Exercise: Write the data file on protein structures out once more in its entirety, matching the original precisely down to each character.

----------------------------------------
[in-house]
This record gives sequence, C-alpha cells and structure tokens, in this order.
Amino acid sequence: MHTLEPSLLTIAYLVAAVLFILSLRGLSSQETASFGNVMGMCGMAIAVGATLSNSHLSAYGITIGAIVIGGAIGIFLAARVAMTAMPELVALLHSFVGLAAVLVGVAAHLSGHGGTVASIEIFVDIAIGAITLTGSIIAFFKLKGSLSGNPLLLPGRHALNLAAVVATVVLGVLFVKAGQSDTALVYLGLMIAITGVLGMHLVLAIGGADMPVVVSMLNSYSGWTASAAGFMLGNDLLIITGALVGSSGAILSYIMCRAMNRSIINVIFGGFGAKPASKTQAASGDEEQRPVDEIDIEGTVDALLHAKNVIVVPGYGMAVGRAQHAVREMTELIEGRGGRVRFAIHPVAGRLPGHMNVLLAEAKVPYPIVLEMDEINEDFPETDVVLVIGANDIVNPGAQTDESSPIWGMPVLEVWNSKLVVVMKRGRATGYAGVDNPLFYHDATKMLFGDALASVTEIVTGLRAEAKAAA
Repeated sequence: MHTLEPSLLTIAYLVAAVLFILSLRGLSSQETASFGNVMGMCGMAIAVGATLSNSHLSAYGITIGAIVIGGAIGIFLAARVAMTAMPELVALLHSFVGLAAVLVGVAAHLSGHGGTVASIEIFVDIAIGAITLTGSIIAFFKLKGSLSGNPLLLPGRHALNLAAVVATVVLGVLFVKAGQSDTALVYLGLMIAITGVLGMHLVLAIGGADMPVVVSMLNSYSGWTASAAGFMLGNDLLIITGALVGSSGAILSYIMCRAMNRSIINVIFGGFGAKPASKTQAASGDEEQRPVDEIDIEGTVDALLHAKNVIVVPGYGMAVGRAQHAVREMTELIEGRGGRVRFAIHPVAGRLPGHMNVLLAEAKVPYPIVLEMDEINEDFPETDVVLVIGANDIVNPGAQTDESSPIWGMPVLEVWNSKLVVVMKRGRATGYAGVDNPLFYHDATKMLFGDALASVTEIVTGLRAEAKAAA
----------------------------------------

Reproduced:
[in-house]
This record gives sequence, C-alpha cells and structure tokens, in this order.
Amino acid sequence: MHTLEPSLLTIAYLVAAVLFILSLRGLSSQETASFGNVMGMCGMAIAVGATLSNSHLSAYGITIGAIVIGGAIGIFLAARVAMTAMPELVALLHSFVGLAAVLVGVAAHLSGHGGTVASIEIFVDIAIGAITLTGSIIAFFKLKGSLSGNPLLLPGRHALNLAAVVATVVLGVLFVKAGQSDTALVYLGLMIAITGVLGMHLVLAIGGADMPVVVSMLNSYSGWTASAAGFMLGNDLLIITGALVGSSGAILSYIMCRAMNRSIINVIFGGFGAKPASKTQAASGDEEQRPVDEIDIEGTVDALLHAKNVIVVPGYGMAVGRAQHAVREMTELIEGRGGRVRFAIHPVAGRLPGHMNVLLAEAKVPYPIVLEMDEINEDFPETDVVLVIGANDIVNPGAQTDESSPIWGMPVLEVWNSKLVVVMKRGRATGYAGVDNPLFYHDATKMLFGDALASVTEIVTGLRAEAKAAA
Repeated sequence: MHTLEPSLLTIAYLVAAVLFILSLRGLSSQETASFGNVMGMCGMAIAVGATLSNSHLSAYGITIGAIVIGGAIGIFLAARVAMTAMPELVALLHSFVGLAAVLVGVAAHLSGHGGTVASIEIFVDIAIGAITLTGSIIAFFKLKGSLSGNPLLLPGRHALNLAAVVATVVLGVLFVKAGQSDTALVYLGLMIAITGVLGMHLVLAIGGADMPVVVSMLNSYSGWTASAAGFMLGNDLLIITGALVGSSGAILSYIMCRAMNRSIINVIFGGFGAKPASKTQAASGDEEQRPVDEIDIEGTVDALLHAKNVIVVPGYGMAVGRAQHAVREMTELIEGRGGRVRFAIHPVAGRLPGHMNVLLAEAKVPYPIVLEMDEINEDFPETDVVLVIGANDIVNPGAQTDESSPIWGMPVLEVWNSKLVVVMKRGRATGYAGVDNPLFYHDATKMLFGDALASVTEIVTGLRAEAKAAA